Background

Patientslikeme.com noticed suspicious activity at 1 am in one of its forums which users express highly personal information on their experiences with medical conditions including depression and other emotional disorders. A new user was seemingly copying every single entry on the forum.

Problem Being Addressed

Upon identifying the suspicious activity, PatientsLikeMe decided to block the user. Note: they were not using ScrapeDefender at this time.

Action Taken

PatientsLikeMe was using confidential software that monitors unusual activity, which notified site administrators of suspicious behavior.  After the behavior was flagged, the chief marketing officer, David Williams, identified the suspicious user as a bot running an automated script. He blocked and then shut down the user’s account. However it was unclear how long this suspicious behavior had been occurring.

Problems Experienced

PatientsLikeMe identified three other suspect sites and blocked their access by the next afternoon. All suspect accounts were traced back to Nielsen Co., the  media-research firm that provides monitoring services for various mass media including the Internet and collects data for its clients.

PatientsLikeMe sent a cease-and-desist letter to Nielsen. Ten days later, Nielsen agreed to stop scraping but then said it was unable to remove the scraped data from its database. A company spokesman later said Nielsen had found a way to quarantine the PatientsLikeMe data to prevent it from being included in its reports for clients.

PatientsLikeMe’s president, Ben Heywood, disclosed the break-in to the site’s 70,000 members in a blog post where he reminded users that PatientsLikeMe sells its data in an anonymous form, without attaching user’s names to it. That setoff a debate on the site about the legality of selling sensitive health related information. The company says most of the 350 responses to the blog post were supportive. But PatientsLikeMe says 218 members subsequently quit and were apparently concerned their real names could be traced through usernames that may have been copied. “I felt totally violated,” says Bilal Ahmed, a 33-year- old resident of Sydney, Australia, who used PatientsLikeMe to connect with other people suffering from depression. He used a pseudonym on the message boards, but his PatientsLikeMe profile linked to his blog, which contains his real name.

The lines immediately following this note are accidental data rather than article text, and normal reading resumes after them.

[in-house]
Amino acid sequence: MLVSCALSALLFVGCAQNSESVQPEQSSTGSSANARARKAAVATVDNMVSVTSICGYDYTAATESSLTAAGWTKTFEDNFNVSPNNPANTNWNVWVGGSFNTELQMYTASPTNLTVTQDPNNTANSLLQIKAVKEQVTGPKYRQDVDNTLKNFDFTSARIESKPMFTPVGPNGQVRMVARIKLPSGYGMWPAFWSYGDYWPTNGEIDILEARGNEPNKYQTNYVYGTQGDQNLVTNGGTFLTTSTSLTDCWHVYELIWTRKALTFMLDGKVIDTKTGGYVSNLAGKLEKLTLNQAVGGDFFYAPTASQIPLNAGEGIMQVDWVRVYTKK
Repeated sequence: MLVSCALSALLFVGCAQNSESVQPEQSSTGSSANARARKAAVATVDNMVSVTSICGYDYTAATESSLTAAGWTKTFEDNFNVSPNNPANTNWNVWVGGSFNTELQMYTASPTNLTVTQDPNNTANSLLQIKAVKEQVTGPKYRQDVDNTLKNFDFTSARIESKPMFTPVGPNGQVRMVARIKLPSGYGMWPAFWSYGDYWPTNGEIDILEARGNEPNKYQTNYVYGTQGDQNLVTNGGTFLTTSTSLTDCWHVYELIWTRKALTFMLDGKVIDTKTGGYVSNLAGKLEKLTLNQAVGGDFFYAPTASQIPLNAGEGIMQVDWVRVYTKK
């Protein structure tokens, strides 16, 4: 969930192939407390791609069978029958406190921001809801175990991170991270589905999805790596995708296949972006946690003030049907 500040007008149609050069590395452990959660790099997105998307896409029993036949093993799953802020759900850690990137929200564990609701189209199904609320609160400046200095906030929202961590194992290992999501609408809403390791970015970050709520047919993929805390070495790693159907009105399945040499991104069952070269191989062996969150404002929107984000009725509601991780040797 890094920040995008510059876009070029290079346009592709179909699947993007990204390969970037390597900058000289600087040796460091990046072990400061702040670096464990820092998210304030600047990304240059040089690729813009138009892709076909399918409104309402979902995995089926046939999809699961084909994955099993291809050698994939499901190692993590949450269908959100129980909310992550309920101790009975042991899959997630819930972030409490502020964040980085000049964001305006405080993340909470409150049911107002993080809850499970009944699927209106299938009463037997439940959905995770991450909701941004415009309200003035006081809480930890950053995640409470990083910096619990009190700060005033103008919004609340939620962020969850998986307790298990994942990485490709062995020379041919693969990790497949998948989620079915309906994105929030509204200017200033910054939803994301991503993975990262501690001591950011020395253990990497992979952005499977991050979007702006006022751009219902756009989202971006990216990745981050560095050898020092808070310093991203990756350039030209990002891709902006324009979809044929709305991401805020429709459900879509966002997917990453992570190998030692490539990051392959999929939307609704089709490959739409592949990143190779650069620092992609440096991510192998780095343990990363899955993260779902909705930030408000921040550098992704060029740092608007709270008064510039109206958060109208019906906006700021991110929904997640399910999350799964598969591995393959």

Trends Identified: Data scraping is now an accepted practice of main-stream companies who have the ample resources to successfully collect and use web site’s confidential information.

The use of commercially reasonable security practices is the standard practice for protecting Web sites that publish confidential information. In this case, patients (site users) volunteered the personal information and related medical histories. While PatientsLikeMe clearly states in its Terms Of Use they may use and even resell user information, they were allegedly not fully prepared for a scraping attack of this magnitude nor were their users fully protected.  It may have been a surprise that the Web scraping activity originated from the century old, large and respected US based firm Nielson Company rather than a smaller firm.

Recommendation

The use of a commercially accepted anti-scraping  solution, such as ScrapeDefender, would have identified the attack immediately and blocked all four suspect accounts at the start of the attack rather than it was too late.

The Future

The scraping threat will only worsen in the future. According to the Wall Street Journal, Oct 12, 2010 firms will double spending on data scraped from the internet in 2012 ($840 million) and larger, blitzkrieg like attacks will plague sites.

References

http://online.wsj.com/article/SB10001424052748703358504575544381288117888.html